By Gustave Passanante, partner, The Basile Law Firm
A publicly-traded company makes for a powerful SPAC acquisition candidate. Typically, a SPAC will target a private company. A conventional IPO process could take the target company more than a year, while the route to a public offering using a SPAC may take a mere few months.
There are a few key factors the SPAC will often look at when evaluating a target company: A strong management team, financial systems and reporting in place, corporate governance familiarity and alignment, a mature company lifecycle, and growth opportunities.
A strong management team and prior relevant experience makes for a more attractive SPAC target. A strong, experienced CFO is necessary to implement and meet the financial and reporting requirements of a publicly traded company. A mature company lifecycle is reflected in a company’s history of healthy growth coupled with plans for a sustainable future. Ultimately and arguably the most important factor, is the potential growth of the target company. The success of a SPAC transaction will depend on the growth of the acquired company.
Lastly, one of the biggest hurdles when consummating a merger for any public company is the registration statement that needs to be filed with the SEC on Form S-4. This form is required to disclose material information with respect to a merger or acquisition upon the registration of a company’s securities. It consists of information regarding the terms of the transaction, risk factors, ratios, pro-forma financial information, and material contracts with the company being acquired.
Most importantly, in order to file Form S-4 both companies need two years’ worth of audited financials. This poses a problem for private companies targeted by SPACs because they need to undergo the audit process and incur additional expenses. This could make the transaction more time-consuming and more expensive. Thus, if a company is audited, it significantly enhances the likelihood of the completion of the transaction because it decreases time and costs.
With these key factors in mind, what kind of company seems like a perfect fit? That’s right, a publicly traded company.
An OTC company can always become the target of a SPAC through the traditional process where the sponsors take a liking to a company, the sponsors target the company, they begin due diligence and, eventually, close the deal. Of course, the chances of this are rather slim simply because the number of OTC companies far outweigh the number of SPACs looking for targets. Luckily, this isn’t the only way an OTC company can merge with a SPAC.
Another route for a company to merge with a SPAC is by a company stepping into the shoes of the sponsor where it will appoint independent leadership for the SPAC. The SPAC then targets the OTC company for a business combination.
While a merger with a SPAC may cost more than an up-listing, it will likely be quicker and decrease the chances of a company getting delisted for failing to meet certain exchange requirements. The entire process can take a few months, risk is minimized, and the potential benefits that come with becoming listed on a national exchange are tenfold. With a typical reverse merger, a lot of due diligence is required to combat potential liabilities.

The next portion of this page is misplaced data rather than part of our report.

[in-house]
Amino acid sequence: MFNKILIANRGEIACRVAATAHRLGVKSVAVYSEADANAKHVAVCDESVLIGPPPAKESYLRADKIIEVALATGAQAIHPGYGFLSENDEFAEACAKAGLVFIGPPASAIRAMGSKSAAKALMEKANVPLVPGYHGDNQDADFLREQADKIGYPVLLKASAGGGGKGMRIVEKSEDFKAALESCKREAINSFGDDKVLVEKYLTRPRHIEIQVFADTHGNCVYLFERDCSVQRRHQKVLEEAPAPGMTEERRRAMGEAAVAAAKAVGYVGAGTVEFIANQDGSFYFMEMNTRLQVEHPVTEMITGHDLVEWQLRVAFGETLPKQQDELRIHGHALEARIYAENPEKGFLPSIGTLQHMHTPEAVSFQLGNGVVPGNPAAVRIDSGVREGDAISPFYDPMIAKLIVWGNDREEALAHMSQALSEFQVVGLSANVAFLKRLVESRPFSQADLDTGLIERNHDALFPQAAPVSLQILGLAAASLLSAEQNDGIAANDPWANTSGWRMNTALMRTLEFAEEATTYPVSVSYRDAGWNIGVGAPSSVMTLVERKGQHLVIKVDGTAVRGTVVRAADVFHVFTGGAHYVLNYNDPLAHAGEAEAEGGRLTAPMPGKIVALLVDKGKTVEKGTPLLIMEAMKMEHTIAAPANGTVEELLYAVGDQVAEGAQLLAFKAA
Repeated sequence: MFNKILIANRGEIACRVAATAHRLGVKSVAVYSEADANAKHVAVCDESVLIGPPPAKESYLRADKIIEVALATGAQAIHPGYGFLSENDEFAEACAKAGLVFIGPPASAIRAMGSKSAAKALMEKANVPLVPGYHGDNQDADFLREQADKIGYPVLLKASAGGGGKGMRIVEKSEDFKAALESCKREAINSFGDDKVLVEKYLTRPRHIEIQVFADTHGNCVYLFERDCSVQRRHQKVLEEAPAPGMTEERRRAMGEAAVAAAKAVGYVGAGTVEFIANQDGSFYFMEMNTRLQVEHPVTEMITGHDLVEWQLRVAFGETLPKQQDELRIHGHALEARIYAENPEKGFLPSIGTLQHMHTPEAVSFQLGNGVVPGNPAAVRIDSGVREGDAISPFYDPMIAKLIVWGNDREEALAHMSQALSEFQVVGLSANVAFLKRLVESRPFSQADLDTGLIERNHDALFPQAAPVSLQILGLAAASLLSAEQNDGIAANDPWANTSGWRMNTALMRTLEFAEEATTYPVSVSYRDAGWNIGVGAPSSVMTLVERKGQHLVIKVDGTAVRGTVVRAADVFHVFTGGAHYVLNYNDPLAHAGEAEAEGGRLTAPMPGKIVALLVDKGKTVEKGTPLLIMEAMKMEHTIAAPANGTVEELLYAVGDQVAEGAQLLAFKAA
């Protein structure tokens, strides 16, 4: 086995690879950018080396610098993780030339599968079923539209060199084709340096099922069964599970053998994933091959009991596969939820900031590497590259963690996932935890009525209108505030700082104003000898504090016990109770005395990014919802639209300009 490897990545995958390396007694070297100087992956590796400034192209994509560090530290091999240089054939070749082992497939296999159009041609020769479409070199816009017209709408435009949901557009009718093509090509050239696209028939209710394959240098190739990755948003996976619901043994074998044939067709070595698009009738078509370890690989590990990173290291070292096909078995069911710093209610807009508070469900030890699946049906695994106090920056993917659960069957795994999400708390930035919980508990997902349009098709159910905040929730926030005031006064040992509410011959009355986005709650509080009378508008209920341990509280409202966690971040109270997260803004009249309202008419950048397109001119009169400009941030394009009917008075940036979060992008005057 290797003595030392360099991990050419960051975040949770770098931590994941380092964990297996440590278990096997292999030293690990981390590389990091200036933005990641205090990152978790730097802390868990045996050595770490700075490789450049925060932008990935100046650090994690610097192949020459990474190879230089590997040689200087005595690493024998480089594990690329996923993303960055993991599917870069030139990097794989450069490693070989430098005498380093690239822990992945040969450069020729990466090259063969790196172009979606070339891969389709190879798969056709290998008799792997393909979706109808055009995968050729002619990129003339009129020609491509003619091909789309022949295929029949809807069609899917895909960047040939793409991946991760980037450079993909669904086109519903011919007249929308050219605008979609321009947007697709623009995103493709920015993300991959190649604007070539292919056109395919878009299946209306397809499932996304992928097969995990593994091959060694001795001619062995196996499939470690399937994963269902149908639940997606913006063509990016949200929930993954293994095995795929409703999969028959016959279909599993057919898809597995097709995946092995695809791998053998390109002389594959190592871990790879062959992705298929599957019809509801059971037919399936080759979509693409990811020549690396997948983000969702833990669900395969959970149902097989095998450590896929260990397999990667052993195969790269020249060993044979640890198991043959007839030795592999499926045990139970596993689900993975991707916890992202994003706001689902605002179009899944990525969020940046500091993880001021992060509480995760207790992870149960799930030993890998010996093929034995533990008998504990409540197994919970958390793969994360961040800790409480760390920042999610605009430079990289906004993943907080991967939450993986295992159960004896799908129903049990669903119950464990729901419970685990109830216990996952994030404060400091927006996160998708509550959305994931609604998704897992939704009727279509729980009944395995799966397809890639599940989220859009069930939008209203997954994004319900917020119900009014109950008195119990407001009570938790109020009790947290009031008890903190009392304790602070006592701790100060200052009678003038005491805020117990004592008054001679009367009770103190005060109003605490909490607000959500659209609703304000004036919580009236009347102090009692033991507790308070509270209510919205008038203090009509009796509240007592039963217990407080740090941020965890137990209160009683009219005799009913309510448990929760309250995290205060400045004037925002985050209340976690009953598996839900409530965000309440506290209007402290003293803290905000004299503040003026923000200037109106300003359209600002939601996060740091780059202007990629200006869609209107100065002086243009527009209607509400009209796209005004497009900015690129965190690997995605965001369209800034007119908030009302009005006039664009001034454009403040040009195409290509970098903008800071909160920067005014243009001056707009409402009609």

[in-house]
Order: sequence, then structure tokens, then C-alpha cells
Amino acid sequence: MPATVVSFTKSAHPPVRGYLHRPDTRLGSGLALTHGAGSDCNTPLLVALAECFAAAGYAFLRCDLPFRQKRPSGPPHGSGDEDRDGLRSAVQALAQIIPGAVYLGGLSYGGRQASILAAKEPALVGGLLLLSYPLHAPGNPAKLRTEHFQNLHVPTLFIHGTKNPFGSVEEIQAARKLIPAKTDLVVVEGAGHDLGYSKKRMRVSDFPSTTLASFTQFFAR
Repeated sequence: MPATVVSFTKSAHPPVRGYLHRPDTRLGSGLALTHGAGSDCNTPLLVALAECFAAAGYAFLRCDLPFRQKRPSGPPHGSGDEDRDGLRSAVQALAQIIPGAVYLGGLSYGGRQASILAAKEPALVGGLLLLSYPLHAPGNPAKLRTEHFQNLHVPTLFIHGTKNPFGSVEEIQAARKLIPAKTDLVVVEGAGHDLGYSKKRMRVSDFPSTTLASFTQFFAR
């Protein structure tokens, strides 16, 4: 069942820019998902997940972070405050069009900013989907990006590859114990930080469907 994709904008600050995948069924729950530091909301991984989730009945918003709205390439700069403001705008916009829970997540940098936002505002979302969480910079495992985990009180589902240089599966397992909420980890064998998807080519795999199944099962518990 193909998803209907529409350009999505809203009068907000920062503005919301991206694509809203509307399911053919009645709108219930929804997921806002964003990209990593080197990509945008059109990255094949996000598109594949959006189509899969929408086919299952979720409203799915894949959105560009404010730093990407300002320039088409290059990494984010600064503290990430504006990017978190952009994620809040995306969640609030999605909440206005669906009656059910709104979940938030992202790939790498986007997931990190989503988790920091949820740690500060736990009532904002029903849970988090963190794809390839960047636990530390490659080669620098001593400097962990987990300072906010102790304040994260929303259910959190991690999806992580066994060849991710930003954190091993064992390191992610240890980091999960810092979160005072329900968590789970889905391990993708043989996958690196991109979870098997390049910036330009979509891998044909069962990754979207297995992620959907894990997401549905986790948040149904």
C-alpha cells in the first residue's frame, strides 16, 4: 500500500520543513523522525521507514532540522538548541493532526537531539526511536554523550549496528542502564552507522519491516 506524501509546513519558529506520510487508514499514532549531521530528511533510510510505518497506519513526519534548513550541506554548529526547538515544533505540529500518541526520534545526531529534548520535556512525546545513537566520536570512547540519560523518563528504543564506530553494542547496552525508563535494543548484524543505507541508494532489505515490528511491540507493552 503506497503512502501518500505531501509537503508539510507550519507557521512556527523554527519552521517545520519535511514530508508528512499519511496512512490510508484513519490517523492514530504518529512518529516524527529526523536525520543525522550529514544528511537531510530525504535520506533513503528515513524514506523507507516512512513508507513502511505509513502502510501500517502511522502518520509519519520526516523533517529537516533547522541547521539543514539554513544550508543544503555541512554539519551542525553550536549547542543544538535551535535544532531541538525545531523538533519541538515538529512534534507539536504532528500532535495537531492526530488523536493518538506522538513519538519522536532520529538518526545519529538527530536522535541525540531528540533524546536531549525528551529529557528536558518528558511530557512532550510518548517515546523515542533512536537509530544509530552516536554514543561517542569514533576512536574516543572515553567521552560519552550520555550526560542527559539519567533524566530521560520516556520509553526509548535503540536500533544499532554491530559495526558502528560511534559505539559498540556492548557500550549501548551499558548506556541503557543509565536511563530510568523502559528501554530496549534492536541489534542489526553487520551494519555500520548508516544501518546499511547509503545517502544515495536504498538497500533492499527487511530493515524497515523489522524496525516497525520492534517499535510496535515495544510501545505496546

It ends with an OTC company landing itself on the Nasdaq. Since the sponsor-and-target company already have experience being on the OTC markets, management will be prepared to handle the demanding regulatory and compliance requirements that go along with being a public company.
OTC to Nasdaq
OTC companies are commonly smaller companies which makes it difficult to meet the listing requirements of national exchanges. Investors face greater risk when investing in more speculative OTC securities. Further, stocks trading on OTC markets are, generally, not known for their large volume of trades, therefore the OTC marketplace is an alternative for small companies or those who would have trouble listing on national exchanges due to their financial capabilities.
Still, it’s possible to outgrow the OTC. The quicker the process, the better. For example, stocks listed on the Nasdaq experience less volatility, tighter spreads, and more depth. Tighter spreads and more depth at the inside quote decrease costs to investors. In addition to tighter spreads making it cheaper to trade, this also makes it easier for investors to get larger trades done.
The familiar risks associated with SPAC mergers and the obvious inexperience of a private target company seemingly melt away when the sponsor-and-target is an established, publicly traded company. This method provides microcap companies another option to grow. The popularity and use of SPACs will continue to find success as faster merger speeds benefit companies involved in this type of transaction.
Gustave “Gus” Passanante is a partner at the Basile Law Firm. He specializes in corporate restructuring, complex commercial litigation, and mergers and acquisitions to achieve practical outcomes for clients. Gus is recognized for his work as an entrepreneur, advisor, and litigator to best counsel companies at all stages.
The Basile Law Firm, P.C. provides a range of legal services for their OTC clients including debt remediation, restructuring, corporate finance litigation, shareholder derivative actions, corporate dispute resolution, and mergers and acquisitions. Founded by Mark Basile, former CEO of several OTC companies, the Basile Law Firm, P.C. offers clients a unique legal perspective and thorough understanding of how to achieve their goals.